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Four decades after the Oblivion Crisis, Tamriel is threatened anew by an ancient and all-consuming evil. It is Umbriel, a floating city that casts a terrifying shadow–for wherever it falls, people die and rise again. And it is in Umbriel’s shadow that a great adventure begins, and a group of unlikely heroes meet. A legendary prince with a secret. A spy on the trail of a vast conspiracy. A mage obsessed with his desire for revenge. And Annaig, a young girl in whose hands the fate of Tamriel may rest . . . . Based on the award-winning The Elder Scrolls, The Infernal City is the first of two exhilarating novels following events that continue the story from The Elder Scrolls IV: Oblivion, named 2006 Game of the Year. From the Trade Paperback edition.
Dante's political thought has long constituted a major area of interest for Dante studies, yet the poet's political views have traditionally been considered a self-contained area of study and viewed in isolation from the poet's other concerns. Consequently, the symbolic and poetic values which Dante attaches to political structures have been largely ignored or marginalised by Dante criticism. This omission is addressed here by Claire Honess, whose study of Dante's poetry of citizenship focuses on more fundamental issues, such as the relationship between the individual and the community, the question of what it means to be a citizen, and above all the way in which notions of cities and citizenship enter the imagery and structure of the Commedia.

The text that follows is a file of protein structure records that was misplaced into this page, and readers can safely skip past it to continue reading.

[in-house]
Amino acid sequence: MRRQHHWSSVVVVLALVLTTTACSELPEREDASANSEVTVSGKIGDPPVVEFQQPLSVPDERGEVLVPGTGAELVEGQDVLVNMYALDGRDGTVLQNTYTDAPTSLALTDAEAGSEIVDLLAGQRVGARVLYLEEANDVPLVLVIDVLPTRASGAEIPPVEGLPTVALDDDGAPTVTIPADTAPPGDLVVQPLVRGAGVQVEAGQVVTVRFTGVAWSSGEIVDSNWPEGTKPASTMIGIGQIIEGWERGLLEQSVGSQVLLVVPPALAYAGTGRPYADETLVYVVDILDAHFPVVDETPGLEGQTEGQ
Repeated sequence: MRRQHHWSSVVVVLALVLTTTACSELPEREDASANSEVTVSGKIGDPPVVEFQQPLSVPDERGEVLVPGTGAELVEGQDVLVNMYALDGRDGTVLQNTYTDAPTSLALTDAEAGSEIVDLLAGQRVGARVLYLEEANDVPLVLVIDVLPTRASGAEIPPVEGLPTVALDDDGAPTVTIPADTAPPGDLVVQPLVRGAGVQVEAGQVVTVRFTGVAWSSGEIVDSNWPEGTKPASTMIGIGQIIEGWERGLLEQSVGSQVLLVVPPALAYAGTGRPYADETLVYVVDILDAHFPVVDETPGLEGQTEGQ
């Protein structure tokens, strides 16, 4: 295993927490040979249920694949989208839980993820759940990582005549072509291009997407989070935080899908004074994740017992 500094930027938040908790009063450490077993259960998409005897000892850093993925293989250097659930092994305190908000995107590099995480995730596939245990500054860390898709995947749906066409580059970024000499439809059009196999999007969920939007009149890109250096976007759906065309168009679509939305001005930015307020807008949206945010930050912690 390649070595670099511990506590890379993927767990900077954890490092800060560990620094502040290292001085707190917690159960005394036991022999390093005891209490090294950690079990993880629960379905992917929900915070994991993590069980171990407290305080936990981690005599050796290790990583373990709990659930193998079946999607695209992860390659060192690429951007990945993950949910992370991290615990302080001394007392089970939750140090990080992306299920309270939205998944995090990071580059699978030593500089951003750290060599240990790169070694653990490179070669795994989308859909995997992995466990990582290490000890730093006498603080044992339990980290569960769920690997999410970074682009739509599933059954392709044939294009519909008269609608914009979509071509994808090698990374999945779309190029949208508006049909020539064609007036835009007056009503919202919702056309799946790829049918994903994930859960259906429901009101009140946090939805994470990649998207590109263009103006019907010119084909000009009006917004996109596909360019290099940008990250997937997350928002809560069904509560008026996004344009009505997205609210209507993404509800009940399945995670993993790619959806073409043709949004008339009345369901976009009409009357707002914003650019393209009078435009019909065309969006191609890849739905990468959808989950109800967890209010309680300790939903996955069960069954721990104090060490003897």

The last fifty years have witnessed the growing pervasiveness of the figure of the map in critical, theoretical, and fictional discourse. References to mapping and cartography are endemic in poststructuralist theory, and, similarly, geographically and culturally diverse authors of twentieth-century fiction seem fixated upon mapping. While the map metaphor has been employed for centuries to highlight issues of textual representation and epistemology, the map metaphor itself has undergone a transformation in the postmodern era. This metamorphosis draws together poststructuralist conceptualizations of epistemology, textuality, cartography, and metaphor, and signals a shift away from modernist preoccupations with temporality and objectivity to a postmodern pragmatics of spatiality and subjectivity. Cartographic Strategies of Postmodernity charts this metamorphosis of cartographic metaphor, and argues that the ongoing reworking of the map metaphor renders it a formative and performative metaphor of postmodernity.
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